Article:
Researchers have 3D printed light receptors onto a hemispherical surface for the first time, a significant step towards making bionic eyes a reality.
US-based researcher Professor Michael McAlpine, the co-author of a study published last week in Advanced Materials, said bionic eyes are usually thought of as science fiction. But the custom-built, multi-material 3D printer used by his team has brought them “closer than ever” to becoming fact.
Their 3D-printed semiconductors, which were placed on a hemispherical glass dome, achieved an impressive 25 per cent energy conversion efficiency from light to electricity.
“We have a long way to go to routinely print active electronics reliably, but our 3D-printed semiconductors are now starting to show that they could potentially rival the efficiency of semiconducting devices fabricated in microfabrication facilities,” McAlpine said.
Eye in an hour
The creation of the 3D-printed prototype only took around an hour to complete.
The first challenge for McAlpine’s team was to successfully print electronics on a curved medium without the ‘ink’ running down the surface. To do this, they used silver particles that dried in position. The team then printed photodiodes onto the silver base using semiconductor polymer material.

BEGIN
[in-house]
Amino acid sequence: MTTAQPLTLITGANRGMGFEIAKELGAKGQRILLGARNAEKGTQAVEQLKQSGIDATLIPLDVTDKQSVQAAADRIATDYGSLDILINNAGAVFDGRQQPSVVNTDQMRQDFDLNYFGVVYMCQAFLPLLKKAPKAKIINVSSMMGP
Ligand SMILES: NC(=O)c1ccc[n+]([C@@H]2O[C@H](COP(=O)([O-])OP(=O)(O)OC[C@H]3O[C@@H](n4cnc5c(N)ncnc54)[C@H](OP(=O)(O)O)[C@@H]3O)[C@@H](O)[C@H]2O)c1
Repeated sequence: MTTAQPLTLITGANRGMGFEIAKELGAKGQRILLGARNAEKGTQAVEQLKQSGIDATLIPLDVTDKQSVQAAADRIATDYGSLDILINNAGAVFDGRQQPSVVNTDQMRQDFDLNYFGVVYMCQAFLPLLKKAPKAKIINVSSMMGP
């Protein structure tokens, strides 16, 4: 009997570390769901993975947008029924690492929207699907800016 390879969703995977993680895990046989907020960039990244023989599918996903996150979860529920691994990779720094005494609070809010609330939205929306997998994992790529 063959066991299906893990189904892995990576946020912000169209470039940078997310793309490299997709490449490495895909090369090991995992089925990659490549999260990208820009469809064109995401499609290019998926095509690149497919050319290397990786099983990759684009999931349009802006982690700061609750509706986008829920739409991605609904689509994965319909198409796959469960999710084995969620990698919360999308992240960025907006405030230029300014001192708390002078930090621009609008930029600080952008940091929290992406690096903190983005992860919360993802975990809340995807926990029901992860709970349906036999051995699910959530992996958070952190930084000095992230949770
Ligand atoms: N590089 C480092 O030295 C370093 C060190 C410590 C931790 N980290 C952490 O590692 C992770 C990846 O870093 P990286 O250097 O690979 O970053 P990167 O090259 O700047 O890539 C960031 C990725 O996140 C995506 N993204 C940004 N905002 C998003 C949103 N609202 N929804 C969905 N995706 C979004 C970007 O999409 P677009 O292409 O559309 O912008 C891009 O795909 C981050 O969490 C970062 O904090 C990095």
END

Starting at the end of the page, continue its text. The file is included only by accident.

In the next stage of research, the team’s goals are to increase the efficiency of the prototype – especially the photodiodes – and experiment with soft materials that are more suitable for implanting into patients.
An associate professor of mechanical engineering at the University of Minnesota, McAlpine is also a pioneer of other innovative biomedical solutions, including a bionic ear and a technique to directly 3D print electronics or cells onto a human hand. The second technique compensates for movement of the hand under the printer during the printing process.
McAlpine said printing electronics onto skin using a portable 3D printer could be useful for soldiers in the field. For example, they could 3D print a functioning solar cell, or a chemical or biological sensor onto their bodies. He also said the 3D printer could be used to help heal wounds.
“If you have a skin wound you could directly print cells on that skin wound using our 3D printer,” McAlpine said.
Other breakthroughs include 3D-printed ‘bionic skin’ that incorporates touch sensors to allow surgeons operating with a camera and robotic hand to receive touch feedback, and a model prostate with embedded sensors that provides feedback to surgeons practising procedures. He has also engineered a 3D-printed silicone tube that can guide the regrowth of spinal nerves after an injury.
McAlpine said the key to his success is a willingness to take on big projects, rather than focusing on many small ones.
“We have so many ideas. We look forward to spending the next several decades at the University of Minnesota pushing the limits of what 3D printing can do.”